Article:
THE IVY WALLS
March 5, 2010
Hello friends and music lovers, it’s Andy Gesner and the HIP Video Promo staff, here to introduce you to a Los Angeles band that’s a natural fit for music video. They’re named after a particularly cinematic image — The Ivy Walls, an evocative handle that suggests separation, beauty, higher education, and the union between the natural and the artificial. The music has a film-like quality too; it’s dreamy, lush, and as romantic as a Hollywood score. The Ivy Walls call their sophomore album The Elegant Universe, and it’s an apt title: this is the sort of set that invites listeners to lose themselves in waves of glorious sound. The band has been likened to other adventurous sonic landscapers: Death Cab For Cutie, Wilco, The Stone Roses, and Broken Social Scene. These comparisons certainly aren’t misleading, but The Ivy Walls have developed a musical and visual aesthetic all their own.
Unsurprisingly, their music has drawn attention from filmmakers and television programmers. The spirited “Faster Faster”, the kickoff cut from debut album Lovers In Hotels, scored a recent episode of USA’s hit comedy Royal Pains. “Halloween”, another Ivy Walls favorite, was featured on The Real World Hollywood; The Real World Sydneyaired the Lovers In Hotels title track. The Elegant Universe promises to please Hollywood just bit as much — every one of its twelve tracks feels like the perfect accompaniment for a dramatic scene. But make no mistake — The Ivy Walls is no studio-only act. They’ve become one of the most popular live attractions in the Los Angeles underground, and they’ve made a major contribution to the city’s pop resurgence.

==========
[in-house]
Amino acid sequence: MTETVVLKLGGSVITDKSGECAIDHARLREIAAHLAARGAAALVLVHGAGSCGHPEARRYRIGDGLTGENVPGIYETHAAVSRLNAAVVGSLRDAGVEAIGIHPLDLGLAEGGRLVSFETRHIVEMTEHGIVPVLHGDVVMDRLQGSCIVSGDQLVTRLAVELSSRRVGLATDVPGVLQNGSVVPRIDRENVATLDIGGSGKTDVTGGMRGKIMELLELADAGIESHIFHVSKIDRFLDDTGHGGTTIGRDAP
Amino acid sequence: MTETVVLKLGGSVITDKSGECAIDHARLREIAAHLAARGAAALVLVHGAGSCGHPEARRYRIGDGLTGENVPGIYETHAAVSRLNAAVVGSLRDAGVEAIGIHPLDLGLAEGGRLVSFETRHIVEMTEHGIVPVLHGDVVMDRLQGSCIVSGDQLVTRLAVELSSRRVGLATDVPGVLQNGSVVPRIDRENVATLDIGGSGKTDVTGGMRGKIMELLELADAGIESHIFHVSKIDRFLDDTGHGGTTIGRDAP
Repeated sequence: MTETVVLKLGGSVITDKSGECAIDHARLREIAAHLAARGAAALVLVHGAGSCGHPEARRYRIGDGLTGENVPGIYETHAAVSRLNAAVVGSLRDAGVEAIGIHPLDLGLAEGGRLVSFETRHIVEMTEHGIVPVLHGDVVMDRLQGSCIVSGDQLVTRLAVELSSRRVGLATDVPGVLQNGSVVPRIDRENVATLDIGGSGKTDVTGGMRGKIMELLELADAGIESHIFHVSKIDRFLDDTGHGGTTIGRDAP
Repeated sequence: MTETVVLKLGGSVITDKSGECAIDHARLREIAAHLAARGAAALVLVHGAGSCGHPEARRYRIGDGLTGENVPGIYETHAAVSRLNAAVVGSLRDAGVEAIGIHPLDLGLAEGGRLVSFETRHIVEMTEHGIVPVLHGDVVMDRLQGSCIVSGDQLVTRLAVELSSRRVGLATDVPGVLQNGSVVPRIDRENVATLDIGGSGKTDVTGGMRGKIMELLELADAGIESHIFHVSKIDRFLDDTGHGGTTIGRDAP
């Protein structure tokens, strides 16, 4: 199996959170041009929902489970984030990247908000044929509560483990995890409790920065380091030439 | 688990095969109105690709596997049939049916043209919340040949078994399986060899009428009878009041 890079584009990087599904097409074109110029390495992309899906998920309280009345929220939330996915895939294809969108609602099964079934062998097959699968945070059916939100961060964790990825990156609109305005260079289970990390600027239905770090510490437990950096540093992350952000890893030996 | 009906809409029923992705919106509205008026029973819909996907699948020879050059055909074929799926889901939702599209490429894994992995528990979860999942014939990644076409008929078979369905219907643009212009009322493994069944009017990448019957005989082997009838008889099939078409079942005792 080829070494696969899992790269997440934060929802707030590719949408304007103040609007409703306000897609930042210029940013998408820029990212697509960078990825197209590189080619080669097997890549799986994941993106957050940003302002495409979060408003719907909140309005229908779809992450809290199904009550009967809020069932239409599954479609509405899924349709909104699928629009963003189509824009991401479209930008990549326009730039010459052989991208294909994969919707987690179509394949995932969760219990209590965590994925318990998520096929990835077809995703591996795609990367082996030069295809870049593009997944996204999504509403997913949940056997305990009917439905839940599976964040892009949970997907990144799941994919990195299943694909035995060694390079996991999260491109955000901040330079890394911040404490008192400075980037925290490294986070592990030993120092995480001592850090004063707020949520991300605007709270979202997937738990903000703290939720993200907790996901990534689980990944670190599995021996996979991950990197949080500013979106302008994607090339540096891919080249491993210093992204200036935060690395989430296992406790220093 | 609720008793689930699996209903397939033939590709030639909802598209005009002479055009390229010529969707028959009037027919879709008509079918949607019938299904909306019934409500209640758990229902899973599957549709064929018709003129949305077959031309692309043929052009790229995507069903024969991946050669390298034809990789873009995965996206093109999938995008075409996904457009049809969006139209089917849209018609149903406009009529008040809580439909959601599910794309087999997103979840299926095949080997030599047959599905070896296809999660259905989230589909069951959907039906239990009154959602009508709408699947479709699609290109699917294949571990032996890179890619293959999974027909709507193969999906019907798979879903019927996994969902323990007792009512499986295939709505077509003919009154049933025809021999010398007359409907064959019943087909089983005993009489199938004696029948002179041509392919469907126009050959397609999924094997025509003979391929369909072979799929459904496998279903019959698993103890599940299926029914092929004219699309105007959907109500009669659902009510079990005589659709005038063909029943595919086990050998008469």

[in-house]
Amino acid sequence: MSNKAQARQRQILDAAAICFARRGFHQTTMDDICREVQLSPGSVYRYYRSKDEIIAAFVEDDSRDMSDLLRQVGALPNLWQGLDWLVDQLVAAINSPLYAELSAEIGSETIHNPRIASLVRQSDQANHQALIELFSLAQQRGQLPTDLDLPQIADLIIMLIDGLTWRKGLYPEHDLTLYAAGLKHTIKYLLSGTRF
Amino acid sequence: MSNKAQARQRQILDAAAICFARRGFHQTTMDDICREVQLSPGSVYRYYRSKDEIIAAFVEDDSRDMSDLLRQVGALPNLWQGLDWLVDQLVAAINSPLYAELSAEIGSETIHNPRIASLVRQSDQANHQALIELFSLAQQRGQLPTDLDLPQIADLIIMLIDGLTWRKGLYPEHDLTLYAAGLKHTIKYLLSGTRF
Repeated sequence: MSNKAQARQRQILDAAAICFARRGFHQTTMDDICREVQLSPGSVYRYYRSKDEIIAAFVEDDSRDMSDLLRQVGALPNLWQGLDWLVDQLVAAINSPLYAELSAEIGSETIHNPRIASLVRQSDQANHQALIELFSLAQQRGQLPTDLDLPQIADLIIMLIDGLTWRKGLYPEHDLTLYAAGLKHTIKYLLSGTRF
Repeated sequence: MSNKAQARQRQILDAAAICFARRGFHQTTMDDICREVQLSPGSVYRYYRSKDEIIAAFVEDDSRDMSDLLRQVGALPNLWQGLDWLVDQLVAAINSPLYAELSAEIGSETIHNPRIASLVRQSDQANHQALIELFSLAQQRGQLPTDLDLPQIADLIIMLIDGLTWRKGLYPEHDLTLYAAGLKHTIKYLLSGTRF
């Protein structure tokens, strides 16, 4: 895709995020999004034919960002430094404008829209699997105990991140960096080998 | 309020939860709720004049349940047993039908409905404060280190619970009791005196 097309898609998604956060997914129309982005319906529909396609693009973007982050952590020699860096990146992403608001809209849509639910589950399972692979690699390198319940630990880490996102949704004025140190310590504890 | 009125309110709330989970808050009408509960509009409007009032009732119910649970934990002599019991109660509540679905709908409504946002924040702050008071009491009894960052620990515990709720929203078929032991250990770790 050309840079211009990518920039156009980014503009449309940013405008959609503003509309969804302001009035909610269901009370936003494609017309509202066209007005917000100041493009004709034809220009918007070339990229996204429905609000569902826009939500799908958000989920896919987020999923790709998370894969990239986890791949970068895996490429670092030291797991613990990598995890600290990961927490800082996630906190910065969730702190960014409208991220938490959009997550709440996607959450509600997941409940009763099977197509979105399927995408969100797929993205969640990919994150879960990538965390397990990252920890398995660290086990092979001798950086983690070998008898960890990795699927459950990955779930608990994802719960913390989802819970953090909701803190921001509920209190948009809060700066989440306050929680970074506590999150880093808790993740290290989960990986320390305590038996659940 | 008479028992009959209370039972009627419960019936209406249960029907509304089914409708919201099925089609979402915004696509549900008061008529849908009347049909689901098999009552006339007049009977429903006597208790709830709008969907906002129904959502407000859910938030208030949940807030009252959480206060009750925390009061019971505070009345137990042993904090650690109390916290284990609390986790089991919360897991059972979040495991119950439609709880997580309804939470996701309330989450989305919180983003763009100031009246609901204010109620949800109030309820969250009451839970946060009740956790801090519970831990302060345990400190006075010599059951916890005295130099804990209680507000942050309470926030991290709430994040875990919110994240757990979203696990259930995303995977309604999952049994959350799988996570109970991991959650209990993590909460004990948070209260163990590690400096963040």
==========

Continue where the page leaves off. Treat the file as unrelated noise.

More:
“Getaway Driver”, the lead single from The Elegant Universe, is quintessential Ivy Walls: the melody is gorgeous and soaring, the beat is quietly propulsive, the guitar patterns are hypnotic and intriguing, and a velvet-smooth lead vocal performance by singer and pianist Jeff Yanero. The Ivy Walls frontman is the narrator of the “Getaway Driver” video; he leads his band in action on a rooftop overlooking the Los Angeles skyline. But the real action is going on below, where two smashing-looking girls in carnival masks run through the deserted streets of the Downtown with a purloined duffel bag. Hand in hand, they crash through puddles in back alleys before jumping into a muscle car and escaping to the desert. This is a heist story (and something of a love story, too) and it’s perfectly scored by Yanero and his three talented bandmates and accompanyists.
Will Joines (Anthem In, Elika, Sally Shapiro, The Orion Experience’s priceless “Obsessed With You”) directs the “Getaway Driver” clip with his usual sensitivity, scope, and good humor. As always, Joines plays with light: the scenes in the downtown are crisply-shot and ominously shadowed, but the time the girls make it to the Mojave, the frames are flooded with yellow illumination. It’s a metaphor for their emotional states — everything uptight and fraught has melted into a kind of golden contentment. (Turns out they don’t even need the money they’ve swiped: they were after something more elemental than that.) Joines shines some of that light on the band as they play, bathing the rooftop and the Ivy Walls with an irresistibly beautiful golden glow.